Commentary: Seoul and the role of middle powers in a fragile region
PEACE, DEVELOPMENT, SOFT POWER AND GLOBAL GOVERNANCE
Beyond the Indo-Pacific region, South Korea has sought to make a larger global footprint inside and outside the reach of the US alliance.
South Korea sent 3,600 troops to Iraq between 2004 and 2008, and a contingent of 500 troops to Afghanistan from 2010 to support reconstruction and peacekeeping efforts.
Until last month, the Korea International Cooperation Agency operated a civil servant training institution to strengthen the administrative capacity of Afghan government officials. Capitalizing on its own economic success, Seoul also highlighted its development model which has caught the attention of sub-Saharan African countries among other developing countries.
In Afghanistan, the absence of American forces resulted in the evacuation of embassy personnel from most (if not all) of the American allied nations, including South Korea. Aid and development operations have ceased due to the uncertainty and dangers of the Taliban regime.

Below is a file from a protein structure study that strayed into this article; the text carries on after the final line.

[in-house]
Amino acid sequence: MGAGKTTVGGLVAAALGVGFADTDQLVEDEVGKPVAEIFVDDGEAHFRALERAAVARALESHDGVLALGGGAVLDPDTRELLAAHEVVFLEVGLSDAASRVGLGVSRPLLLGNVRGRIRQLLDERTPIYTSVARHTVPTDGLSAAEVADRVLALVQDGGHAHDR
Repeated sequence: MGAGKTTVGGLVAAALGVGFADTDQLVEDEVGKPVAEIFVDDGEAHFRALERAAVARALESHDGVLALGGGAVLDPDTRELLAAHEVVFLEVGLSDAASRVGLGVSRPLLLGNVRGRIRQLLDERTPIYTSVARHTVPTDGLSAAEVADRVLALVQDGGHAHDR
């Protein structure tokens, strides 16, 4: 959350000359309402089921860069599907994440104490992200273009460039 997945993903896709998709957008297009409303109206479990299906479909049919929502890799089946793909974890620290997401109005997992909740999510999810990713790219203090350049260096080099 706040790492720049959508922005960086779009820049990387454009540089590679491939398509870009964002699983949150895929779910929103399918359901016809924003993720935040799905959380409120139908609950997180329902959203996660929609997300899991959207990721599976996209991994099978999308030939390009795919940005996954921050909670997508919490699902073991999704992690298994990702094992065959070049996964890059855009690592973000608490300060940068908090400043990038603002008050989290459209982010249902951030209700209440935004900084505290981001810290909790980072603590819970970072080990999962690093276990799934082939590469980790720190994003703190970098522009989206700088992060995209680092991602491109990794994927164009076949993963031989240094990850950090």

However, Seoul’s decision to evacuate Afghan families, at the risk of great danger and potential internal reaction given the strong anti-Muslim sentiment among them, indicates that South Koreans are ready to contribute to the good. global common when needed.
Accounts highlighting South Korea’s past as a war-torn country with fleeing refugees in the 1950s suggest the country’s willingness to ‘pay it forward’, reflected in Korea’s steady growth. South of its official development assistance (ODA) budget (despite the decreases in 2020 linked to the impact of the COVID-19 pandemic).
South Korea’s soft power, including the popularity of K-pop and K-dramas, also enables the country to tackle complex global issues such as sustainable development, climate change and global poverty. .